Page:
I tried over and over again to defeat Gascoigne for days but I would either quit the game because I couldn’t take it or I was starting to get a headache from looking at the TV for too long. The most painful part of Bloodborne so far is that the majority, if not all, of my deaths do not feel unfair. I cannot blame the game for my failures, which is definitely a positive thing, but it’s hard to come to terms with when you have to realise that fact. There were moments in my numerous battles with Gascoigne that I thought to be unreasonable, but it all boiled down to him being an extremely powerful adversary and I couldn’t criticise the game for being difficult. I knew what I was getting myself into when I bought this game, I just had to pick myself up whenever I died and try again. I did and continue to refuse to play online simply because I’m too proud to admit if I need help in a game, and if Gascoigne was to be defeated then it would be with my character’s singular strength. With this determination in mind, I spent an excruciating three hours yesterday continuously trying to work out Gascoigne’s combat patterns and eventually succumbed to the internet for help. I would not recommend Eurogamer’s guide on how to defeat Father Gascoigne as it all seemed fine in theory but I found it hard to execute their ideal way of playing the game. This then led me to combine what I had read, what my friends had advised me to do and just getting stuck in. I kept telling myself one more try and at one point my dad had decided to come into the room and watch me as I had been ranting and raving about an extremely challenging boss battle for the last few days. I am currently calling my dad my good luck charm as it was only when he decided to watch that the glorious cerulean words ‘Prey Slaughtered’ appeared on the screen. I was so elated that I screamed, and it was only when I had calmed down that I came to realise how fast my heart was beating and that I had forgotten to breathe in the last minute or so.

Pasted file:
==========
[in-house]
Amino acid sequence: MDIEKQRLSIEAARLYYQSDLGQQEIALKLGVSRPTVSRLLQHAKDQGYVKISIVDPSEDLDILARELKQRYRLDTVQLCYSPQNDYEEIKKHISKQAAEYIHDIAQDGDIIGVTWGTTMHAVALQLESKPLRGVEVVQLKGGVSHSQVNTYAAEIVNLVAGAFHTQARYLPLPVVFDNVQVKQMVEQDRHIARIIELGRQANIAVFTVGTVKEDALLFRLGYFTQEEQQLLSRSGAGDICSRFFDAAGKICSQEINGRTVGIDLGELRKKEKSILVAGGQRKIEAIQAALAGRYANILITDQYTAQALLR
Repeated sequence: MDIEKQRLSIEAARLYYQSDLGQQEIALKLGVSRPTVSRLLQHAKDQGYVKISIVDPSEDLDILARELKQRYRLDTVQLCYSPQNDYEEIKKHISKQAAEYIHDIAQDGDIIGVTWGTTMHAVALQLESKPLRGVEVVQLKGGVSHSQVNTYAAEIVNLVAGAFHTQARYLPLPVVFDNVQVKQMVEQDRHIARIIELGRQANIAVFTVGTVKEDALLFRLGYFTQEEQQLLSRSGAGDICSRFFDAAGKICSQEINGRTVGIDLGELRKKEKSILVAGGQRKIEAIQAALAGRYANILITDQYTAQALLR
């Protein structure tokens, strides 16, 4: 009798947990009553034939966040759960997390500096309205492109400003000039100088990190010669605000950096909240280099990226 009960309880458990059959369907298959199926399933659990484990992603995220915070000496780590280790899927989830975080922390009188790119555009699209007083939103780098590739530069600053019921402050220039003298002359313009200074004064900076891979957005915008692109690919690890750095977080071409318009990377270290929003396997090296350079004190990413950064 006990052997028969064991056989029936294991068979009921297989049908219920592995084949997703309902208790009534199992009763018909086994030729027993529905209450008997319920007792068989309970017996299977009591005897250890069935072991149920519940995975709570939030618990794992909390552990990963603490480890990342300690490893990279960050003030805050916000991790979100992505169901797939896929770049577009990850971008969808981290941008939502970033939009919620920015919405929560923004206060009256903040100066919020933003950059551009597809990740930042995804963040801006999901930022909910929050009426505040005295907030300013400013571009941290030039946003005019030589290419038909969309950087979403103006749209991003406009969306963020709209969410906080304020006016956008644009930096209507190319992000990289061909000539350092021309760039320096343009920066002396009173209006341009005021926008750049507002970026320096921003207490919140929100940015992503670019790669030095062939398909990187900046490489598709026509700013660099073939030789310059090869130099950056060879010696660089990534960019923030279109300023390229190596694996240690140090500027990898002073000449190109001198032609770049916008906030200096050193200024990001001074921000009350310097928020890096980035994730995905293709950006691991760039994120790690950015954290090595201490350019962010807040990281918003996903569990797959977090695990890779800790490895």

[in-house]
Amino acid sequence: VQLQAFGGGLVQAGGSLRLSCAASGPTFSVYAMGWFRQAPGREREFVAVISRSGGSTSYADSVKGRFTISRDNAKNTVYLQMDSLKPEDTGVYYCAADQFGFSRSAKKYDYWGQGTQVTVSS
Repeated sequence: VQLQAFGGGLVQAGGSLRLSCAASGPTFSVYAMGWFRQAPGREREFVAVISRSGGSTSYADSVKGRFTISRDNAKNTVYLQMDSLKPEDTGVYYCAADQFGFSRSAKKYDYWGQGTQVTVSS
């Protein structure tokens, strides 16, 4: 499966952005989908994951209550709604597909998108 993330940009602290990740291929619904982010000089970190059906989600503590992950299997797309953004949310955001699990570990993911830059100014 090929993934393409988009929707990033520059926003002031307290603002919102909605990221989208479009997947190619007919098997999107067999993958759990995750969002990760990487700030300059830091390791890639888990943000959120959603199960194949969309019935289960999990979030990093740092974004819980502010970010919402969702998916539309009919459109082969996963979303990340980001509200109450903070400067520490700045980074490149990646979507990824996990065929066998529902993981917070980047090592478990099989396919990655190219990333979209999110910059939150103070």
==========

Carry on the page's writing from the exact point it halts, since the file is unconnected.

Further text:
Now, this may all sound very dramatic and exaggerated but being a lover of video games, I become immersed and invested in them very quickly. I find that I’m the same with many TV series and, on a much higher level, books. In my eyes, it’s not so different from watching a film for the first time and having some kind of emotional response or attachment to characters. After putting hours into this game and finally making progress, it was bound to trigger something as intense as that in me. This is one of the biggest selling points of this game. The sense of achievement in simply doing things, from the mundane such as working out the controls to the exciting moments like finally winning a boss battle, is absolutely overwhelming.